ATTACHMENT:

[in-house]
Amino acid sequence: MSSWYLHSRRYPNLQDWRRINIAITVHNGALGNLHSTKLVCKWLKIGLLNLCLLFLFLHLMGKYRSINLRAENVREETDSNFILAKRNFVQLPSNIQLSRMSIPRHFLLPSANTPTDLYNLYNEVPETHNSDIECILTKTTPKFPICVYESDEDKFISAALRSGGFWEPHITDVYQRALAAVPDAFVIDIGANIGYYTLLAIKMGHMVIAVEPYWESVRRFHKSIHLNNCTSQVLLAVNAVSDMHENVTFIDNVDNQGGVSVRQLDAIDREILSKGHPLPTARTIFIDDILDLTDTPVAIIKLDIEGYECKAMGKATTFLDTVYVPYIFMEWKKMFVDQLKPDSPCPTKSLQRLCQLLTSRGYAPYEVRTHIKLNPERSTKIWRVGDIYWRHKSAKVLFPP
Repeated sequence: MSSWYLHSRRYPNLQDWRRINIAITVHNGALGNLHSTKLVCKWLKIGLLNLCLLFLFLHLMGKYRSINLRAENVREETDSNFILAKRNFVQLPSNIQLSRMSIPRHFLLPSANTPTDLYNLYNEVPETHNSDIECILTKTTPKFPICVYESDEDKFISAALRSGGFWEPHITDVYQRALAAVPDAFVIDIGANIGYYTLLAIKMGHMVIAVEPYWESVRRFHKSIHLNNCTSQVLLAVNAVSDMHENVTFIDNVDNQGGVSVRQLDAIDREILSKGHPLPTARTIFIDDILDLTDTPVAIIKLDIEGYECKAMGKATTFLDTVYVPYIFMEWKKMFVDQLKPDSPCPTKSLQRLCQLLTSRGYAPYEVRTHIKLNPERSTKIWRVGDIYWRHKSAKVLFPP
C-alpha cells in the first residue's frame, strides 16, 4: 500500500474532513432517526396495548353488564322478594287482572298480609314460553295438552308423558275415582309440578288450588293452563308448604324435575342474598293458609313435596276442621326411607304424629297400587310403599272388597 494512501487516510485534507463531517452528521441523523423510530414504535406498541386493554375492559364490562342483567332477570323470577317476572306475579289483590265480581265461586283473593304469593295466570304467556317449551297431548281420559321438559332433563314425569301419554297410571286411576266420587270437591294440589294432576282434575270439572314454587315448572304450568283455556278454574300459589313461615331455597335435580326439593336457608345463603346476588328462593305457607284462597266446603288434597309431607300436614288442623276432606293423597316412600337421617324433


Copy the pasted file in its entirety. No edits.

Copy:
[in-house]
Amino acid sequence: MSSWYLHSRRYPNLQDWRRINIAITVHNGALGNLHSTKLVCKWLKIGLLNLCLLFLFLHLMGKYRSINLRAENVREETDSNFILAKRNFVQLPSNIQLSRMSIPRHFLLPSANTPTDLYNLYNEVPETHNSDIECILTKTTPKFPICVYESDEDKFISAALRSGGFWEPHITDVYQRALAAVPDAFVIDIGANIGYYTLLAIKMGHMVIAVEPYWESVRRFHKSIHLNNCTSQVLLAVNAVSDMHENVTFIDNVDNQGGVSVRQLDAIDREILSKGHPLPTARTIFIDDILDLTDTPVAIIKLDIEGYECKAMGKATTFLDTVYVPYIFMEWKKMFVDQLKPDSPCPTKSLQRLCQLLTSRGYAPYEVRTHIKLNPERSTKIWRVGDIYWRHKSAKVLFPP
Repeated sequence: MSSWYLHSRRYPNLQDWRRINIAITVHNGALGNLHSTKLVCKWLKIGLLNLCLLFLFLHLMGKYRSINLRAENVREETDSNFILAKRNFVQLPSNIQLSRMSIPRHFLLPSANTPTDLYNLYNEVPETHNSDIECILTKTTPKFPICVYESDEDKFISAALRSGGFWEPHITDVYQRALAAVPDAFVIDIGANIGYYTLLAIKMGHMVIAVEPYWESVRRFHKSIHLNNCTSQVLLAVNAVSDMHENVTFIDNVDNQGGVSVRQLDAIDREILSKGHPLPTARTIFIDDILDLTDTPVAIIKLDIEGYECKAMGKATTFLDTVYVPYIFMEWKKMFVDQLKPDSPCPTKSLQRLCQLLTSRGYAPYEVRTHIKLNPERSTKIWRVGDIYWRHKSAKVLFPP
C-alpha cells in the first residue's frame, strides 16, 4: 500500500474532513432517526396495548353488564322478594287482572298480609314460553295438552308423558275415582309440578288450588293452563308448604324435575342474598293458609313435596276442621326411607304424629297400587310403599272388597 494512501487516510485534507463531517452528521441523523423510530414504535406498541386493554375492559364490562342483567332477570323470577317476572306475579289483590265480581265461586283473593304469593295466570304467556317449551297431548281420559321438559332433563314425569301419554297410571286411576266420587270437591294440589294432576282434575270439572314454587315448572304450568283455556278454574300459589313461615331455597335435580326439593336457608345463603346476588328462593305457607284462597266446603288434597309431607300436614288442623276432606293423597316412600337421617324433